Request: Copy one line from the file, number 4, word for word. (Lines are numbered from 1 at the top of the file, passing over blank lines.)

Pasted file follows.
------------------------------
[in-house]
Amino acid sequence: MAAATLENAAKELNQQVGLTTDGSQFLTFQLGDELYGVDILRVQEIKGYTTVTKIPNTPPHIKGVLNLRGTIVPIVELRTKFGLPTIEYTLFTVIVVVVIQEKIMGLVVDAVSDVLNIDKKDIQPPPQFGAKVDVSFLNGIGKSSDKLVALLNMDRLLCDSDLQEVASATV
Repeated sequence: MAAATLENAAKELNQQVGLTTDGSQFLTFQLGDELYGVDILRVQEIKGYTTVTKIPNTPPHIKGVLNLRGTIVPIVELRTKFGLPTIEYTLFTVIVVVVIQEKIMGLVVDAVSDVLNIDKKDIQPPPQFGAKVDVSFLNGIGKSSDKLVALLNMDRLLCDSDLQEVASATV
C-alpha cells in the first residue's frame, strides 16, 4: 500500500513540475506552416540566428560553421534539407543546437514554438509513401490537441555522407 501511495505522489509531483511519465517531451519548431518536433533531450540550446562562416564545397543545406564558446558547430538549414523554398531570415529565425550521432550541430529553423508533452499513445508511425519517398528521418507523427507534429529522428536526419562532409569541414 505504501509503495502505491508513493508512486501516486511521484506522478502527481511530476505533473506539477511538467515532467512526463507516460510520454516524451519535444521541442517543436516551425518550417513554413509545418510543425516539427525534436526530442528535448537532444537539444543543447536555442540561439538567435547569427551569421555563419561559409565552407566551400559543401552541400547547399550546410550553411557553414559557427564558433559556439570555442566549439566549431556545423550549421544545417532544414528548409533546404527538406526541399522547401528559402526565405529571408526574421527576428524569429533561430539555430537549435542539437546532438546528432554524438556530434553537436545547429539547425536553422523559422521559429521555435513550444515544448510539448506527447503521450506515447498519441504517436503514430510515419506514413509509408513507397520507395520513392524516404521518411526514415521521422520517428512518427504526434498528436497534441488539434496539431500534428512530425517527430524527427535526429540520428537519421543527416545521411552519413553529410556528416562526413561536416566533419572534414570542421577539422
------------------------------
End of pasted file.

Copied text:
C-alpha cells in the first residue's frame, strides 16, 4: 500500500513540475506552416540566428560553421534539407543546437514554438509513401490537441555522407 501511495505522489509531483511519465517531451519548431518536433533531450540550446562562416564545397543545406564558446558547430538549414523554398531570415529565425550521432550541430529553423508533452499513445508511425519517398528521418507523427507534429529522428536526419562532409569541414 505504501509503495502505491508513493508512486501516486511521484506522478502527481511530476505533473506539477511538467515532467512526463507516460510520454516524451519535444521541442517543436516551425518550417513554413509545418510543425516539427525534436526530442528535448537532444537539444543543447536555442540561439538567435547569427551569421555563419561559409565552407566551400559543401552541400547547399550546410550553411557553414559557427564558433559556439570555442566549439566549431556545423550549421544545417532544414528548409533546404527538406526541399522547401528559402526565405529571408526574421527576428524569429533561430539555430537549435542539437546532438546528432554524438556530434553537436545547429539547425536553422523559422521559429521555435513550444515544448510539448506527447503521450506515447498519441504517436503514430510515419506514413509509408513507397520507395520513392524516404521518411526514415521521422520517428512518427504526434498528436497534441488539434496539431500534428512530425517527430524527427535526429540520428537519421543527416545521411552519413553529410556528416562526413561536416566533419572534414570542421577539422